Why is Celiac Disease Funny?

celiac is funny

Did you hear the joke about the girl with cancer who may have to have one of her breasts removed?

Or how about the one about the guy with MS who lost his vision in one eye?

And of course there is always the classic joke about the woman with dementia who doesn’t even recognize her own family.

I mean…c’mon…these are serious knee-slappers. Where is your sense of humor??

What’s that? You’ve never heard these jokes before.

Oh…ok…I think I know why. Because they don’t exist.

Why don’t they exist? Because while it’s totally ok to laugh at your own misfortune (and lord knows I do often), making jokes about other people’s diseases is just plain cruel and idiotic and the most seasoned comedians know where to draw the line.

But alas, the world is not filled with seasoned comedians. It’s filled with people who think they are funny, but in reality, they’re just jerks.

A good sense of humor is the key to a happy life. But where do you draw the line when “gluten-free” has become a punchline?

Cases in point:

  • Pat Sajak opened up the 31st season of Wheel of Fortune by saying “starting this year for the 1st time, every episode of Wheel of Fortune is gluten-free.” (Note to Pat: Anybody that hosts a ridiculous game show for more than three decades is off the table for making fun of ANYTHING else.)
  • There was a very popular Huff Post article a few days ago called “Surviving Whole Foods”. It was actually good stuff. But one of her stingers was “Next I see the gluten-free section filled with crackers and bread made from various wheat-substitutes such as cardboard and sawdust. I skip this aisle because I’m not rich enough to have dietary restrictions. Ever notice that you don’t meet poor people with special diet needs? A gluten intolerant house cleaner?”
  • There is a GEICO commercial out now that says “We have a special discount for people who are gluten free. Just kidding.”
  • And don’t get me started on Twitter, where the lame gluten-free and celiac jokes are flying all over the place.

But here’s the deal. I get it. I get why people are making jokes.

For the most part, it’s not because they think celiac disease is funny. Sure…there are the few uneducated trolls who think celiac is some made-up fad disease du jour. But for the most part, those are few and far between.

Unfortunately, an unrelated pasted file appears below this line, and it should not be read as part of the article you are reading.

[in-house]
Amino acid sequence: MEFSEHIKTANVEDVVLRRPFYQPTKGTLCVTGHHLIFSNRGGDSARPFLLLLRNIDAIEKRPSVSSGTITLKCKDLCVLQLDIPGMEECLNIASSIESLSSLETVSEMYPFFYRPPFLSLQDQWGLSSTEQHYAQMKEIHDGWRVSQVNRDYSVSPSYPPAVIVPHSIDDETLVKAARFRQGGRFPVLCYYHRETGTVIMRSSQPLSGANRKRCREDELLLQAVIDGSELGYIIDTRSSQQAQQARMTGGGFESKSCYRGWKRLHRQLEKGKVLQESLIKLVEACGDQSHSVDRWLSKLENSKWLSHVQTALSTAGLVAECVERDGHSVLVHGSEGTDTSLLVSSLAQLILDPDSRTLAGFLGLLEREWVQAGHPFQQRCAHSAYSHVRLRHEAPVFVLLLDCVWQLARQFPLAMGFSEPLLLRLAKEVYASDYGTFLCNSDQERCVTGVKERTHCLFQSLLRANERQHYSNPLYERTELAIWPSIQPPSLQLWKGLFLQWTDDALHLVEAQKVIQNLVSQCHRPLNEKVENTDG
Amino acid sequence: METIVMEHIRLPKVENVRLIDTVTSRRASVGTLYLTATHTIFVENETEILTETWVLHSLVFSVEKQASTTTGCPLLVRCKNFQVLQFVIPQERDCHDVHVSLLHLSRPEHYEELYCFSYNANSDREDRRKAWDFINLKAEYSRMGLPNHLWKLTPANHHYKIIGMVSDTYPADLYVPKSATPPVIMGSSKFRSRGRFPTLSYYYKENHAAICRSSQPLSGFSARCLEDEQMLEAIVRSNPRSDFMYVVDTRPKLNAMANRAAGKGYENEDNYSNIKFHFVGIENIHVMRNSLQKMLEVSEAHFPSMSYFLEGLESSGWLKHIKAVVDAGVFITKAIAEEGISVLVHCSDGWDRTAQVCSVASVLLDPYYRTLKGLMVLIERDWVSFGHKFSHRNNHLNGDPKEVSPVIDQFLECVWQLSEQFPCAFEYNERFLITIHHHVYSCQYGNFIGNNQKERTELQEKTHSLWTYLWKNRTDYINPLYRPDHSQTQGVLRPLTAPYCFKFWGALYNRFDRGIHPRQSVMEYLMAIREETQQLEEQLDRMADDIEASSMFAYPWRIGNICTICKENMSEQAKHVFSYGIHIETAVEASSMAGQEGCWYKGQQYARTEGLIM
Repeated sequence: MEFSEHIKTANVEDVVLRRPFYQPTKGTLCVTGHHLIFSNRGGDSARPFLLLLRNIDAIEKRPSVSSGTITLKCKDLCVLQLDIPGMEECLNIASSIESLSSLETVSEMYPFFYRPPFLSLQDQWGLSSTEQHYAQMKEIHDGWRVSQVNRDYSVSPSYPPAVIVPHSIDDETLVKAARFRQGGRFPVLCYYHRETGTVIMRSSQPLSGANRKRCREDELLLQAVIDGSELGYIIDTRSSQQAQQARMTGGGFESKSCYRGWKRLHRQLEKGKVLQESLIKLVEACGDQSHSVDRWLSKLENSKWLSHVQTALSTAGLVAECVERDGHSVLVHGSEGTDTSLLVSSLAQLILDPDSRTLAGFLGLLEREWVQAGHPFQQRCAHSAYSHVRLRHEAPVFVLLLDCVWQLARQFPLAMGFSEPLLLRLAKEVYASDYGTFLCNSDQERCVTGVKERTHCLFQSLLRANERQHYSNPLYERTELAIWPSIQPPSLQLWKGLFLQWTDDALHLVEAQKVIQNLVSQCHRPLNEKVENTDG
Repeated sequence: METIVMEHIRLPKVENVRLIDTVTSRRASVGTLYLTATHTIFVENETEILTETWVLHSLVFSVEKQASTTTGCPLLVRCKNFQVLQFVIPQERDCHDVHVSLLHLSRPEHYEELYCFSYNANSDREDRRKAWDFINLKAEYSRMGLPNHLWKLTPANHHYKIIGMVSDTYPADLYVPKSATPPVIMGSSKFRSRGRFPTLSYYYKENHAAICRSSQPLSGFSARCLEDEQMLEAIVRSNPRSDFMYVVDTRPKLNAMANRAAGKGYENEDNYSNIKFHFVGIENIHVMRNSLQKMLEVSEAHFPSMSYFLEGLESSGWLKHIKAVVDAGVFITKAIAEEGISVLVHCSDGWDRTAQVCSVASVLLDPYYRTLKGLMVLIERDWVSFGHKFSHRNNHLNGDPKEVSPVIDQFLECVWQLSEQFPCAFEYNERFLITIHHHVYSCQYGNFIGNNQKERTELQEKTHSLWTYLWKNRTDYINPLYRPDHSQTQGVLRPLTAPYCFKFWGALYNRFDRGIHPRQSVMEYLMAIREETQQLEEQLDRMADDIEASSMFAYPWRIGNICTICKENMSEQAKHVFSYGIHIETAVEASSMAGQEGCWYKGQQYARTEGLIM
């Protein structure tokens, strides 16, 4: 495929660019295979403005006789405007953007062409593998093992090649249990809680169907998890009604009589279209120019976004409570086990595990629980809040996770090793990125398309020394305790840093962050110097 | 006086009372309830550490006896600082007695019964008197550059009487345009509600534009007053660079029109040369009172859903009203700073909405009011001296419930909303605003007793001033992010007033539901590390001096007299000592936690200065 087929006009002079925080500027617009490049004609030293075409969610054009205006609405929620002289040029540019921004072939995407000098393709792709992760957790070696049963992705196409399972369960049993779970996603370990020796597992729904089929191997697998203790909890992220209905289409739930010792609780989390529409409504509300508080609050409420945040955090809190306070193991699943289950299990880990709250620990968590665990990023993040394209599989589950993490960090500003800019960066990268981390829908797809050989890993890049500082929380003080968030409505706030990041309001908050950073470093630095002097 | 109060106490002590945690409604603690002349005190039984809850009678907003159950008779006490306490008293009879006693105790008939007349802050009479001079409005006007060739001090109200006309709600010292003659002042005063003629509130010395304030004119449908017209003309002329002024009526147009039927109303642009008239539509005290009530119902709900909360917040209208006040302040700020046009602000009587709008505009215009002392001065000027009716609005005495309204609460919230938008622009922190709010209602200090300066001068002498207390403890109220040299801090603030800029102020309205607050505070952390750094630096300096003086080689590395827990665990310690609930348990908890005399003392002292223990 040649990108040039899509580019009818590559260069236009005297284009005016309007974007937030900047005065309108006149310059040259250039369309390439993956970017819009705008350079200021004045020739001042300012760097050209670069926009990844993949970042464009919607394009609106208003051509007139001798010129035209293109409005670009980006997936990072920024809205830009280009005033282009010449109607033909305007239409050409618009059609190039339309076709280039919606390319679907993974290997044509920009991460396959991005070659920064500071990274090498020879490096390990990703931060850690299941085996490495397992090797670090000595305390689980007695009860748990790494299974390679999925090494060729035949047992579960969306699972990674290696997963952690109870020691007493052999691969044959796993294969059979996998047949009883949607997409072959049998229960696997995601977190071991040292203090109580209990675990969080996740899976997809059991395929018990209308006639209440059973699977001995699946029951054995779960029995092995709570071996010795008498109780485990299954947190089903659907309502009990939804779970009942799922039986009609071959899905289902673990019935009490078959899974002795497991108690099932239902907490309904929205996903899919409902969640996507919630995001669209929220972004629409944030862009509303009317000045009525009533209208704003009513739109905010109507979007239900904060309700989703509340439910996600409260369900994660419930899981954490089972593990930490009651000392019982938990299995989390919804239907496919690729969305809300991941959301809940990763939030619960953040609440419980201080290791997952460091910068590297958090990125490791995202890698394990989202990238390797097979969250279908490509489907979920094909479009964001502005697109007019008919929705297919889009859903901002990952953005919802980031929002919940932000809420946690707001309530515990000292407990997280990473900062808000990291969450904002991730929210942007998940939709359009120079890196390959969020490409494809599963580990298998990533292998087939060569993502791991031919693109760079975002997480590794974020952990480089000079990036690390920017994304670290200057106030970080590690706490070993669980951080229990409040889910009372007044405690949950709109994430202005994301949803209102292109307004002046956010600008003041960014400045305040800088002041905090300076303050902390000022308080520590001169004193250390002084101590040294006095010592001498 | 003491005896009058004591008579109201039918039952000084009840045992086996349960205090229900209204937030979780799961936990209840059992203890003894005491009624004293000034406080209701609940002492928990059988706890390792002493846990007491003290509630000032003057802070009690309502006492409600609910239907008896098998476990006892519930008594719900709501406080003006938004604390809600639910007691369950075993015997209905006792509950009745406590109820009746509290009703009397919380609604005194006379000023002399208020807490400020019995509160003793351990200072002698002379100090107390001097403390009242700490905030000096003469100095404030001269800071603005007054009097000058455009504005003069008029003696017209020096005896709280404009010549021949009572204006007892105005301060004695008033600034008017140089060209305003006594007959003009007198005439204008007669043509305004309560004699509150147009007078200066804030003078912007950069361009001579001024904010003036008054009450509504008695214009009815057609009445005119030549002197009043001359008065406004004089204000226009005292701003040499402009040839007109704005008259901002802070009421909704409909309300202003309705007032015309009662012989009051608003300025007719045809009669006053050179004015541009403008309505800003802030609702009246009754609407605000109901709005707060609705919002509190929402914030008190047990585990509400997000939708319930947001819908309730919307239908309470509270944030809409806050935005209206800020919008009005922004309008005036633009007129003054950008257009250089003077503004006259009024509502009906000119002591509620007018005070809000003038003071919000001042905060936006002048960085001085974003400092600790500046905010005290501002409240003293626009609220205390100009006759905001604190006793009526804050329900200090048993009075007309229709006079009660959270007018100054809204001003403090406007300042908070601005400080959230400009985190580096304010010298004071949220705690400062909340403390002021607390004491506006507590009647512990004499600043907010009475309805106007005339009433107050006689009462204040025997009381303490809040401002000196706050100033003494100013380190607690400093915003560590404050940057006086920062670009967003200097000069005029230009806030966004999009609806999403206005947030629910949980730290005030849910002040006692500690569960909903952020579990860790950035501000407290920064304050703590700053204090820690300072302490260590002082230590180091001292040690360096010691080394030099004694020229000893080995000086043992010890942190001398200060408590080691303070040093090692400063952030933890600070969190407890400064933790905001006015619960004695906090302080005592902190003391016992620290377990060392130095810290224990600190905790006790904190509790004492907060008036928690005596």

What they’re making fun of is “being gluten-free”. Because of the Gwyneths, the Kims and the Mileys of the world, gluten-free is indeed a joke.

And yes, while I got railed at for slamming gluten-free Twinkies, don’t you see that the food companies, many of whom have totally jumped on the bandwagon not because they give a rats ass about our health but because they have visions of dollar signs dancing in their heads, have added to the joke that is gluten-free as well?

Look…I joke about our disease and being gluten-free all the time. It’s therapy for me. But I HAVE the disease.

But if you aren’t gluten-free for medical reasons, your jokes are making it that much more difficult for us to be taken seriously.

You want to make fun of the fad dieters? Have at ’em.

You want to make fun of the people who just can’t stop telling everyone about their gluten free diet? Fair game.

You want to make fun of the companies charging $10 for a loaf of gluten-free bread the size of my cell phone? I’m all for it.

But please, I’m begging you; lay off the generic gluten-free jokes. And absolutely no jokes about celiac being a rich person’s disease.

Being a celiac and eatng gluten-free as a medical necessity sucks…plain and simple…and there’s just nothing that funny about it.

You want to make a joke about something worthwhile? There is a new Hollywood diet called the M-Plan. You swap out your regular lunch or dinner with a mushroom-focused dish for 14 days and you magically lose weight.

Now that’s funny!!!

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79 thoughts on “Why is Celiac Disease Funny?”

  1. Thanks for posting this. I was trying to explain to a fellow Celiac why Pat’s comment was just ignorant and couldn’t put it into words.
    Keep up the fight gluten dude!

      1. I know this is old, but it still is something which I have to deal with on a daily basis if I’m out with people.

        How would you deal with people using gluten as a punchline? Thinking they are super clever and it’s a fun sport.

  2. Yes. We’re funny. I told a room full of people that I wasn’t eating because nothing was gluten-free–they all laughed. I think you just explained why.

    (I’m a stocky Germanic/Welsh hybrid who looks really strong. I couldn’t possibly have celiac, could I?)


        1. I hope they were laughing because they thought she was *joking,* not that her disease was funny. Also, the way GF is being treated culturally nowadays (as something that’s sorta vaguely good-for-you in a priggish, hipster way) puts non-reactors in a double bind: be an unhealthy slob, or be a priggish hipster. Easier to just laugh the whole thing off.